Paul Toole, NSW minister for regional transport said the government can not speculate what investigations will find.
He said agencies across both Federal and State levels will be working closely together during this situation.
The Victorian Department of Transport said services on the Seymour, Shepparton and Albury lines would be affected by the incident today. The line is expected to remain closed for several days.
Ongoing track fault and delays between Albury and Southern Cross stations had been reported by V/Line’s social media updates in recent days leading up to the incident.
The train left Sydney’s Central Station at 7.40am Thursday morning and was running more than an hour late at the time the accident happened. It was due to arrive at Southern Cross Station in Melbourne at 6.30pm.
Several passengers said the train was gaining speed at the time of the accident after being stopped due to a signalling issue.
One passenger told The Age that signals should have alerted the driver to slow down to be able to move into the side track, but he did not notice the train slowing prior to the derailment.
Four hours before the incident yesterday, the Seymour V/Line Twitter account said the 12:45 Albury to Southern Cross service would be delayed by approximately 70 minutes due to an “ongoing rail equipment fault near Wallan”.
Infrastructure Australia said in December last year that the ARTC’s business case for an upgrade of the Melbourne-Albury North East Rail Line should not be included on its national priority list.
The business stated that Victoria’s regional trains had a self-imposed speed limit of 15km/h on the entire line from Melbourne to Seymour, due to “poor track quality” including mud holes and tight rail alignments.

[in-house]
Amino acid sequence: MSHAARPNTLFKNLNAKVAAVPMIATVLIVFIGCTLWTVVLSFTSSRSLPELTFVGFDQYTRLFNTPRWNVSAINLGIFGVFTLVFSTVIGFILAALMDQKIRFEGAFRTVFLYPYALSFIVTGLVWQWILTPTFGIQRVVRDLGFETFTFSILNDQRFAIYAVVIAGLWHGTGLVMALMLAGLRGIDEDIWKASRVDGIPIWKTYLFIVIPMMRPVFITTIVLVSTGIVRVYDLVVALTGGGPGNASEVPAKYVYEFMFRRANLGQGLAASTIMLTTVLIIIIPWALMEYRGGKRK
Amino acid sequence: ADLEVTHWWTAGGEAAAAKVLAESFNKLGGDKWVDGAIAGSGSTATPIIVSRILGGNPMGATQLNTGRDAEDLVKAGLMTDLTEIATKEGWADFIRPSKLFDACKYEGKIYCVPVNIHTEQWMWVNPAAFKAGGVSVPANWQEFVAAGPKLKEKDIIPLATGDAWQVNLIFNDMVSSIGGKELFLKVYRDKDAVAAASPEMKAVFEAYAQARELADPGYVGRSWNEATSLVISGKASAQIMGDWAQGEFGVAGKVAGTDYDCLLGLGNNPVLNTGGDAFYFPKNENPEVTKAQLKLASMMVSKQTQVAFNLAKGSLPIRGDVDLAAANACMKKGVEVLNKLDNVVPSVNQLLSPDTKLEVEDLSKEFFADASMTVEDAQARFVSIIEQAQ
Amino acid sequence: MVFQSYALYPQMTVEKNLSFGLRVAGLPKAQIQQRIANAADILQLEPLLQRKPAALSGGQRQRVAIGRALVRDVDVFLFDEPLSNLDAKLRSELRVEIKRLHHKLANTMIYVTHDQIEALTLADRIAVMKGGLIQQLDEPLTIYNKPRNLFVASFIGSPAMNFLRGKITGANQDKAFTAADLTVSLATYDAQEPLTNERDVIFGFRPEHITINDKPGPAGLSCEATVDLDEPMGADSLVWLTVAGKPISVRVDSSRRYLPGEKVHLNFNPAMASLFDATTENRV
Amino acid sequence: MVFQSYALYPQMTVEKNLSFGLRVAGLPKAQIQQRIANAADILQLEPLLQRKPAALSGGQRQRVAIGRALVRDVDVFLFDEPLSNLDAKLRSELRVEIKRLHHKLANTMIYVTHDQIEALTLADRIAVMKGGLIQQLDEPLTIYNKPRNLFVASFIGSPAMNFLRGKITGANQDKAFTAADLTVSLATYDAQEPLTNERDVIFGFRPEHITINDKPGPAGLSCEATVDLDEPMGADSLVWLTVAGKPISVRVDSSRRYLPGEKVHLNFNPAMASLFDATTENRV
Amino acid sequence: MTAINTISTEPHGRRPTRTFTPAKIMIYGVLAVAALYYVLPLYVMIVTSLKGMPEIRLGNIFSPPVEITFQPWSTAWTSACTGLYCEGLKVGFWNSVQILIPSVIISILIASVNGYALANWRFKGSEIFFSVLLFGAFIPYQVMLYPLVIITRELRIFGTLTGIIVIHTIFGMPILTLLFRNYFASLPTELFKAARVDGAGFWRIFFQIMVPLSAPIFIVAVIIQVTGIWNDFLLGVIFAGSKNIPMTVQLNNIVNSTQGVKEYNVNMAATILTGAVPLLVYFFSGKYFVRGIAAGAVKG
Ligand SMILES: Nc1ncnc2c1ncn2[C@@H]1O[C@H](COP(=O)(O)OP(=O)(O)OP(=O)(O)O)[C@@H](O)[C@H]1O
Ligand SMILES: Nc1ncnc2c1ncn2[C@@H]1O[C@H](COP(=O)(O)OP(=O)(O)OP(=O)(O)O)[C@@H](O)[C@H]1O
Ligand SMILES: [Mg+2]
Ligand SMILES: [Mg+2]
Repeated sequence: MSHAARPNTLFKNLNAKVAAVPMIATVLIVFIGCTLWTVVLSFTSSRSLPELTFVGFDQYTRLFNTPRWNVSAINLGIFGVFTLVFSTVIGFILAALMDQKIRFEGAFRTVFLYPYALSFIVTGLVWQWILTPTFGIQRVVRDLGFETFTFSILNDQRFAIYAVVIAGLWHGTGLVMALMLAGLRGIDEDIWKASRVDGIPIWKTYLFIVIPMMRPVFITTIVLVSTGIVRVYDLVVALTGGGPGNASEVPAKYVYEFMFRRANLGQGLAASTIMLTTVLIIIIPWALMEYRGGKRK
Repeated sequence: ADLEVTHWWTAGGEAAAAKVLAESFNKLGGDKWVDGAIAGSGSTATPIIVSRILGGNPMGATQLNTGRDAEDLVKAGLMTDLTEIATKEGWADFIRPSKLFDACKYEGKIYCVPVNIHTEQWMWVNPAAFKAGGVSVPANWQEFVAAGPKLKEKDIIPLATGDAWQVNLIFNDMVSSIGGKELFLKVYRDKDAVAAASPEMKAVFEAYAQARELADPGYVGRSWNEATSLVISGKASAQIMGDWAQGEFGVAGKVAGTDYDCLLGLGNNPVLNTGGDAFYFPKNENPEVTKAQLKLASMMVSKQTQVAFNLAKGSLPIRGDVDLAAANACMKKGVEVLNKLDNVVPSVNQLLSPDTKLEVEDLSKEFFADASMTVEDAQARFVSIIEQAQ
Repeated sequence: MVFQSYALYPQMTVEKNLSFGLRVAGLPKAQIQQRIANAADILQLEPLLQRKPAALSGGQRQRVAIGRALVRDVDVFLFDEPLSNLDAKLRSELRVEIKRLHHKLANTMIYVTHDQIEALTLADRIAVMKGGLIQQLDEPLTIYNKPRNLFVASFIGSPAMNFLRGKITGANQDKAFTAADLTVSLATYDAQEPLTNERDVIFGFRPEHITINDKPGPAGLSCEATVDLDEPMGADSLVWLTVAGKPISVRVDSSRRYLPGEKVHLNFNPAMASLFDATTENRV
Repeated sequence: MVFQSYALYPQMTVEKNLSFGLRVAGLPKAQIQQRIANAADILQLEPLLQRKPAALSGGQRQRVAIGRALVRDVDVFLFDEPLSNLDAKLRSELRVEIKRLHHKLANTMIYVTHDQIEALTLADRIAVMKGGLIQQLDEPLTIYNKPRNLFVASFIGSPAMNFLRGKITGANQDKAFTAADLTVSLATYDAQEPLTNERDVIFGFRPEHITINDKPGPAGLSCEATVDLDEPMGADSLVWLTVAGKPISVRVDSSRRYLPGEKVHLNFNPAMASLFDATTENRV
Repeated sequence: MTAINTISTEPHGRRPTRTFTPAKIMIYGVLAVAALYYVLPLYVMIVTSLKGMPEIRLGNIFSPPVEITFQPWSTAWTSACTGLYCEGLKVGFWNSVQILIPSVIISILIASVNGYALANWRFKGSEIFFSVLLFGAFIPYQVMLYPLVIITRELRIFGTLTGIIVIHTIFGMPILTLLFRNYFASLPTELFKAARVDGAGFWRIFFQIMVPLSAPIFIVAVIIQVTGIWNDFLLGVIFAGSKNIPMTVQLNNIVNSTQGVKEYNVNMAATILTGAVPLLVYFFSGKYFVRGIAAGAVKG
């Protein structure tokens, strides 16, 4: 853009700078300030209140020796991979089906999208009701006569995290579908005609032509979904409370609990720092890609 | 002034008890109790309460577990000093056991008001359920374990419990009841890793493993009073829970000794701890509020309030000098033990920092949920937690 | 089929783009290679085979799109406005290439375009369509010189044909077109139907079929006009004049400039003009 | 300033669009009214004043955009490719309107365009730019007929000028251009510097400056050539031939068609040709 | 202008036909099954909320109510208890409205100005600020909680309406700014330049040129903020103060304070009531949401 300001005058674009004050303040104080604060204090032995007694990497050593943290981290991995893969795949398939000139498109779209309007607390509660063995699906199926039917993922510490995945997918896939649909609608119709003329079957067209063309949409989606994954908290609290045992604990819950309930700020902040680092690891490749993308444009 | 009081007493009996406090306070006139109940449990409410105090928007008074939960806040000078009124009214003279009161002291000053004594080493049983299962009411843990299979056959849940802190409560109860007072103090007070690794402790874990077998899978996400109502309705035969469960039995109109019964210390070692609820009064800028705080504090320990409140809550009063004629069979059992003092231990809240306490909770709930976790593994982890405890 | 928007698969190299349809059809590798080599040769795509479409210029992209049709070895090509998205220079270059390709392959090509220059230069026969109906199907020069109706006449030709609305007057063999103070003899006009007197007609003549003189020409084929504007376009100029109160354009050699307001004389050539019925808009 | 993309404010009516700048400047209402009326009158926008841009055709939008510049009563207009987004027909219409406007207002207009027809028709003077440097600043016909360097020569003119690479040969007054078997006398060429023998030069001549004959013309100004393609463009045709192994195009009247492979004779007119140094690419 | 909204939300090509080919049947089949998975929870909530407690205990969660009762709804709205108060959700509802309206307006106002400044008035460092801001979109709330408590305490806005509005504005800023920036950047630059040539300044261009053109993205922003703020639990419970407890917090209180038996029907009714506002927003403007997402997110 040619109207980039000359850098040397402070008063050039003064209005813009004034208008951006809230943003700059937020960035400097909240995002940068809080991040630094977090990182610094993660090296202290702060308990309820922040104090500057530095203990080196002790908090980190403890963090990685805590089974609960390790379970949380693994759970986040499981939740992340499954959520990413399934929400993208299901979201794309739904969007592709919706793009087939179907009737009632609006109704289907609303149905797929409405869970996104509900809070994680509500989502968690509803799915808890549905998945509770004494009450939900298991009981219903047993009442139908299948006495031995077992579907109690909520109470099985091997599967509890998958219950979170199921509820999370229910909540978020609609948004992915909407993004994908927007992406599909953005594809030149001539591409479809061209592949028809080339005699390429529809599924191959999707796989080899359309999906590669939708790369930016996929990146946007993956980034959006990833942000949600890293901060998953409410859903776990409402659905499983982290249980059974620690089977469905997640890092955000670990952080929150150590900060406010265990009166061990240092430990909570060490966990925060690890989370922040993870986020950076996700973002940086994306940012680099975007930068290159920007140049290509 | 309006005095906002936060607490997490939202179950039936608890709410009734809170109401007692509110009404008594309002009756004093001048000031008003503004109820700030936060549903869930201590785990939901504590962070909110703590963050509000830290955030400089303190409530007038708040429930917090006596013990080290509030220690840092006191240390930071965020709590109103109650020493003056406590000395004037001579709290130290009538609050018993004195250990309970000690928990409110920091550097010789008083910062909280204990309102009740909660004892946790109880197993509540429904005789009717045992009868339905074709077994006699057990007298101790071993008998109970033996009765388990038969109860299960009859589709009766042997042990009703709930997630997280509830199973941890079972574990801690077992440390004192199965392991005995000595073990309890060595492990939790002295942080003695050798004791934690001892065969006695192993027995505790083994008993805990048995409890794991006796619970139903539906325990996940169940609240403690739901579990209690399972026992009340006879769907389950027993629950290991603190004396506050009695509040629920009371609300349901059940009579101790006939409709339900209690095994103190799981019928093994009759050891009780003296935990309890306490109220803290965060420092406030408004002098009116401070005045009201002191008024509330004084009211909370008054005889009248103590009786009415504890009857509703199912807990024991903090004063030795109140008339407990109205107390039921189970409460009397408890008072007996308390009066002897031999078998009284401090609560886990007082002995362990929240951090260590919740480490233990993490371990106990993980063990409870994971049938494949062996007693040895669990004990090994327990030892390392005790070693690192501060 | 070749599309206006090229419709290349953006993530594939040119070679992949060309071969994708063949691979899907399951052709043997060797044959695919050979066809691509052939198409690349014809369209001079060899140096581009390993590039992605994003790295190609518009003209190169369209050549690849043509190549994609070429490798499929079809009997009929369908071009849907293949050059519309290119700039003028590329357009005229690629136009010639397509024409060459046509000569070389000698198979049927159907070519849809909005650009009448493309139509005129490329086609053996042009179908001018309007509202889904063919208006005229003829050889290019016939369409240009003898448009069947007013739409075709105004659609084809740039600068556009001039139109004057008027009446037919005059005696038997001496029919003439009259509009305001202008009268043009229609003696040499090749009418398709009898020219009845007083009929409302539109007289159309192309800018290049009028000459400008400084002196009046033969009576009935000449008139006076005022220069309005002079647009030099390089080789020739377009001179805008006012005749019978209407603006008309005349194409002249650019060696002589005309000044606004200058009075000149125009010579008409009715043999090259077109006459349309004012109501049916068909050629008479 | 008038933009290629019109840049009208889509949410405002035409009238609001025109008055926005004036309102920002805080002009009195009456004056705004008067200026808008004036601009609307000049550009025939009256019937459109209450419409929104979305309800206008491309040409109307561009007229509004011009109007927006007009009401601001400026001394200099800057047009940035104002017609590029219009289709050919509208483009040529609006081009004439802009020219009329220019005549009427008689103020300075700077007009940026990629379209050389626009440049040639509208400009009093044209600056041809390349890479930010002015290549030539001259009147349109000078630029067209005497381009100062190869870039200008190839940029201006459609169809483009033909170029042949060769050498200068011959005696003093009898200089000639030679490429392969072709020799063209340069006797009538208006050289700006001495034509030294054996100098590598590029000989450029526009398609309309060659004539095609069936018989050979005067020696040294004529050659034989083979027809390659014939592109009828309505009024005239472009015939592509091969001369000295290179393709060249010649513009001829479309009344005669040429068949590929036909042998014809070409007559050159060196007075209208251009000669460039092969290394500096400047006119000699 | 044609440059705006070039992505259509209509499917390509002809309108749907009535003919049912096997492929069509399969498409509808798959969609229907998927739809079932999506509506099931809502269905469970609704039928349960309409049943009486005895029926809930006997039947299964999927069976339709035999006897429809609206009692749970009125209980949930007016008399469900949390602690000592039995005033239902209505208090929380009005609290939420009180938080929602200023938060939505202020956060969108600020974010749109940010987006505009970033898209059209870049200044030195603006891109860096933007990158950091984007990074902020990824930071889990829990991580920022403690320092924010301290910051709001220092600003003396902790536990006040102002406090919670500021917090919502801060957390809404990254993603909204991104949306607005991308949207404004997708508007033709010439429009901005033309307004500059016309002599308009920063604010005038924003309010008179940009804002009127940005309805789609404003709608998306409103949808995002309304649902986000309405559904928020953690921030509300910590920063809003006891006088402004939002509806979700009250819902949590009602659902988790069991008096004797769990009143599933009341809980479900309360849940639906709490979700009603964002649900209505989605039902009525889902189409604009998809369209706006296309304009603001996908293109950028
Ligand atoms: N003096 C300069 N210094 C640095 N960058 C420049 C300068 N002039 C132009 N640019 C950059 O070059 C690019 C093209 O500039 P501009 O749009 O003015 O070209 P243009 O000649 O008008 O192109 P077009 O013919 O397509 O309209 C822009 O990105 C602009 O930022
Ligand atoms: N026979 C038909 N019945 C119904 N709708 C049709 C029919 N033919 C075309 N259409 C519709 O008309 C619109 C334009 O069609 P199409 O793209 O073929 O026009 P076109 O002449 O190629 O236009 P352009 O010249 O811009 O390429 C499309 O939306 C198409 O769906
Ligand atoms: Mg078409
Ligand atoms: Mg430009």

Last year the Victorian and Federal Government committed $235mil to upgrade the North East line, due to be completed by 2021.
The Border Mail reported on Thursday that north-east train travellers were being asked to allow an extra 60 minutes for trips after a signal hut at Wallan was destroyed by fire earlier this month.
Luba Grigorovitch, Rail Tram and Bus Union (RTBU) state secretary said the section of track was awaiting maintenance.
“Conditions were altered and V/Line drivers rightly refused to traverse this section over the past week,” she said.
“The RTBU is deeply saddened by the tragic accident that has taken the life of two rail workers and unnecessarily injured many more.
“Today marks a difficult day for drivers and rail workers across the state and the RTBU will be here not only to offer support but to ensure a thorough investigation is undertaken.”
The union had refused to operate in that area because it believed the tracks were degraded.
Danuek Bowen from the Public Transport Users Association said serious accidents on the Australian rail network are very rare, “but that makes it even more important to investigate the cause”.
Emergency crews, including from CFA and SES, scoured the tracks and surrounding scrub until 10am Friday morning.